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The Modernist Shuffle?

Archbishop Müller Responds to Traditionalists' Criticisms

POSTED: 8/8/12


UPDATE: (8/10/12) It has come to my attention that the English translation I used in quoting Abp. Muller's work "Katholische Dogmatik" is incorrect. The correct translation places Archbishop Muller's words even more definitively against the Traditional understanding of the perpetual virginity of the Blessed Virgin Mary. In the original German text, Archbishop Muller uses the words, "Es geht nicht um..." Literally translated these words mean, "It is not about...." Thus, Archbishop Muller did not say the perpetual virginity of Mary, "is not so much concerned with specific physiological proprieties in the natural process of birth ..." Instead, he said the perpetual virginity of Mary, "is not about specific physiological proprieties in the natural process of birth ..."  

In an August 6 EWTN News/CNA article, Archbishop Gerhard Müller, new head of the Vatican’s Congregation for the Doctrine of the Faith (CDF), makes his first brief, but substantive public response to doctrinal criticisms from Traditionalists.  Ironically, in attempting to clarify his positions, the Archbishop may end up demonstrating (intentionally or unintentionally) the mind of the Modernists towards dogma. 

In Pascendi, St. Pius X explains that the Modernists separate Faith and science in an effort to appease rationalists.  While the Modernists will recite the language of Catholic dogma and profess belief in it, it is always with the understanding that dogma itself is an expression or a symbol of a divine reality that only has true relevance when it is adapted to the faith or “religious sense” of the believer.  In our present day this “faith or religious sense” must always take into account our present rationalistic and agnostic world which questions the very idea of the supernatural. Does Archbishop Müller demonstrate this view in his responses?

On August 6, Archbishop Müller defended his view of Church teaching on the Eucharist by stating: “Our Catholic faith is very clear...that at the consecration during Mass a change occurs so that the whole substance of the bread and wine is changed into the whole substance body and blood of Jesus Christ, and that this change is rightly called transubstantiation. And we have refused to accept all the other interpretations, consubstantiation, transignification, transfinalisation and so on.”

So what is the “whole substance of the body and blood of Jesus Christ” according to Archbishop Müller?  He explains in his 2002 book, "Die Messe - Quelle des christlichen Lebens":

In reality, the body and blood of Christ do not mean the material components of the human person of Jesus during his lifetime or in his transfigured corporality. Here, body and blood mean the presence of Christ in the signs of the medium of bread and wine.

The Archbishop also defended his view of Church teaching on the perpetual virginity of Mary stating, “The Church is also equally clear on the ‘virginity of Mary, mother of Jesus, mother of God, before, during and after the birth of Christ.’”  However, the Archbishop has previously made clear that the word “virginity” used in the formula he cites, does not necessarily include bodily integrity as it has always been held to mean by Catholic Tradition. In his 2003 work "Katholische Dogmatik. Für Studium und Praxis der Theologie" Müller claims that the dogma of Mary’s perpetual virginity is:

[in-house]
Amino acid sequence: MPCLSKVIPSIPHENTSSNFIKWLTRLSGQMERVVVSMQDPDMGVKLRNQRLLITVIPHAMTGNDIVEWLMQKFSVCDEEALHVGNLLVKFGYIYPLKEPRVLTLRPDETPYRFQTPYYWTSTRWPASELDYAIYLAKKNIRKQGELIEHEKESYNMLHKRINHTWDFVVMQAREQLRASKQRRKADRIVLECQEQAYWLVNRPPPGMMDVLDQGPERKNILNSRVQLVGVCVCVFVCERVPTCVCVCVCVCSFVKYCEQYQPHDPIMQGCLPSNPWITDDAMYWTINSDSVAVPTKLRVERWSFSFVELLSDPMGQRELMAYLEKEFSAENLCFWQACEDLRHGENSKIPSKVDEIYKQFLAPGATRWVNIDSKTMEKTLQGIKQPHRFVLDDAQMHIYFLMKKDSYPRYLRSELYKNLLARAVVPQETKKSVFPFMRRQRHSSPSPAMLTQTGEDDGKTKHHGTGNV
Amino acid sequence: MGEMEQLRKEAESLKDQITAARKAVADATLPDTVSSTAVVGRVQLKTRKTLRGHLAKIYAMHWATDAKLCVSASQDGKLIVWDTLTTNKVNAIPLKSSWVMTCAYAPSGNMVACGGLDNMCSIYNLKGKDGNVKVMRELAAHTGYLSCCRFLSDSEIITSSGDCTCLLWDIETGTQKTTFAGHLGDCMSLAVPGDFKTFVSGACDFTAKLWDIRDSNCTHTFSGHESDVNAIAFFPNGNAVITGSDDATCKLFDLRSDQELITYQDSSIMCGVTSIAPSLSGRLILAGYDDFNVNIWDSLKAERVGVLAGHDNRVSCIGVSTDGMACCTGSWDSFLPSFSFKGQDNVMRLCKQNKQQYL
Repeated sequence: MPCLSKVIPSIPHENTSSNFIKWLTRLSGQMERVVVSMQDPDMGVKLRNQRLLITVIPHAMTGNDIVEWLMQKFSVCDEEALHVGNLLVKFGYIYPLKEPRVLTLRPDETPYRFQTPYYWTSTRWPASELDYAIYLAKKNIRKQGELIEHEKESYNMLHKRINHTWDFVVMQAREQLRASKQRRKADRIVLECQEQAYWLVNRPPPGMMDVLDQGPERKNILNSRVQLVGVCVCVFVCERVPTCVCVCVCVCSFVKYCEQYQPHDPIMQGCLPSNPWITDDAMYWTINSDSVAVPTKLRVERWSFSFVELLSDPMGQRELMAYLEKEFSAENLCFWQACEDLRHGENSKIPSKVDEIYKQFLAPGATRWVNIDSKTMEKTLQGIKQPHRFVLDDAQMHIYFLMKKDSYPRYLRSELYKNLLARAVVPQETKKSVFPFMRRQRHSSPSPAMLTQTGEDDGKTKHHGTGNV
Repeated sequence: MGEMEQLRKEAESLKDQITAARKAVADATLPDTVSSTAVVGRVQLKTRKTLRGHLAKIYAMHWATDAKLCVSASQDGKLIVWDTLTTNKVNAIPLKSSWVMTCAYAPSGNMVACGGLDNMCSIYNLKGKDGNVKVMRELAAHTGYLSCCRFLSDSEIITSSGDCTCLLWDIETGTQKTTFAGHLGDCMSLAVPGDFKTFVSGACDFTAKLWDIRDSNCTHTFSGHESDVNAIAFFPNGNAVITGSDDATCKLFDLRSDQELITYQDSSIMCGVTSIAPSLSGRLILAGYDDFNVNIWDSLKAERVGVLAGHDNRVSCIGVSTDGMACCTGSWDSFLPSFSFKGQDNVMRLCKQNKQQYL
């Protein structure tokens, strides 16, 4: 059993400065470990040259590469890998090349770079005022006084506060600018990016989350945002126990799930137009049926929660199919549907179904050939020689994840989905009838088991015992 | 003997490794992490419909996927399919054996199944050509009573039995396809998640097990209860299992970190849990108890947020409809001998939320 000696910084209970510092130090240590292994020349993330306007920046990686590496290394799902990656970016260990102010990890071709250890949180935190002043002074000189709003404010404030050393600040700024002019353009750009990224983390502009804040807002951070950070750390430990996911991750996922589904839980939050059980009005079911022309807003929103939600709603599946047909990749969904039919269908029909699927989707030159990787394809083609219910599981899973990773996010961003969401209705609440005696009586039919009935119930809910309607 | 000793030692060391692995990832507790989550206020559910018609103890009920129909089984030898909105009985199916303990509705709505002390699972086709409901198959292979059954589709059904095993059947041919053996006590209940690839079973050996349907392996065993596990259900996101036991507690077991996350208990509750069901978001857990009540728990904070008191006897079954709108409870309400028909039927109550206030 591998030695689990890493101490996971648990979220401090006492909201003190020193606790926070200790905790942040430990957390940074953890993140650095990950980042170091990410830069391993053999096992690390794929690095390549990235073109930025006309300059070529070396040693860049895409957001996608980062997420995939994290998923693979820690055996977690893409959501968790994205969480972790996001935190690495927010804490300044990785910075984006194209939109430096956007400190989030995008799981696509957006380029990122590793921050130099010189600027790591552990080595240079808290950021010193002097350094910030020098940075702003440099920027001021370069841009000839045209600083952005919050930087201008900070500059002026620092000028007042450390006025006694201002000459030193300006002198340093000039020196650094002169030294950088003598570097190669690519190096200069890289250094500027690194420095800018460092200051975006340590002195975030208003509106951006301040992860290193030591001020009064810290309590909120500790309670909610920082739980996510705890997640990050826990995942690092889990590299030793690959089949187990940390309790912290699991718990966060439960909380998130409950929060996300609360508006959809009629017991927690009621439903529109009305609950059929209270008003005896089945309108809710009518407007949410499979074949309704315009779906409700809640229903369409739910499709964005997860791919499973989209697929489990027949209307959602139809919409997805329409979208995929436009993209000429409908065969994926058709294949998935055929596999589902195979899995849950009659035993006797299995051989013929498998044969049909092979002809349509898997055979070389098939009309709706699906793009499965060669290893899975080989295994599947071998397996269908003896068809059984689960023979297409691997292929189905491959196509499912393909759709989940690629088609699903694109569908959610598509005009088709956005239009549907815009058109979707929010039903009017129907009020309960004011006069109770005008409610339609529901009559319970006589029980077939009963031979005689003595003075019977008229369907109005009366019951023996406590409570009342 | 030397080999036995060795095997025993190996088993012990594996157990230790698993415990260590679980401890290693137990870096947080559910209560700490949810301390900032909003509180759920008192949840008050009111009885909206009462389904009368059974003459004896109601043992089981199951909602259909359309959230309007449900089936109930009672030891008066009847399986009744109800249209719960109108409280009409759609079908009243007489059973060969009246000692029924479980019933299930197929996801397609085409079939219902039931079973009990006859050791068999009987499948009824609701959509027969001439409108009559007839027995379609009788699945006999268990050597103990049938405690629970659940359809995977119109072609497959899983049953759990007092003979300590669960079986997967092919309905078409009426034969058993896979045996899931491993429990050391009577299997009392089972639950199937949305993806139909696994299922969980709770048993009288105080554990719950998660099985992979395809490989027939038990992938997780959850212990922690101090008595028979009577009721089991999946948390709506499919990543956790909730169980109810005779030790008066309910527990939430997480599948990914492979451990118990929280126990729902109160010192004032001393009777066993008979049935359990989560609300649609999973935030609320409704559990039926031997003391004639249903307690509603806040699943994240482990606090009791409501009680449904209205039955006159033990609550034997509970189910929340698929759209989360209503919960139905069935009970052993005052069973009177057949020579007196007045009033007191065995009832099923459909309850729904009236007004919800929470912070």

...not so much concerned with specific physiological proprieties in the natural process of birth (such as the birth canal not having been opened, the hymen not being broken, or the absence of birth pangs), but with the healing and saving influence of the grace of the Savior on human nature.

Thus, despite the Archbishop’s reciting of the Catholic definitions, the question remains as to whether the Archbishop interprets the words of those definitions to have the exact same meaning as the Church has always taught.  For even if certain interpretations of dogmas are well adapted to the “religious sense” of the modern believer or the philosopher or the scientist, those interpretations lose all value if they are not clearly and unambiguously consistent with the unchangeable original meanings given to them by the Church.

As St. Pius X warns us in Pascendi:

...the philosopher regards it as certain that the representations of the object of faith are merely symbolical...since symbols are but symbols in regard to their objects and only instruments in regard to the believer, it is necessary first of all, according to the teachings of the Modernists, that the believer does not lay too much stress on the formula, as formula, but avail himself of it only for the purpose of uniting himself to the absolute truth which the formula at once reveals and conceals, that is to say, endeavors to express but without ever succeeding in doing so. They would also have the believer make use of the formulas only in as far as they are helpful to him, for they are given to be a help and not a hindrance; with proper regard, however, for the social respect due to formulas which the public magisterium has deemed suitable for expressing the common consciousness until such time as the same magisterium shall provide otherwise.

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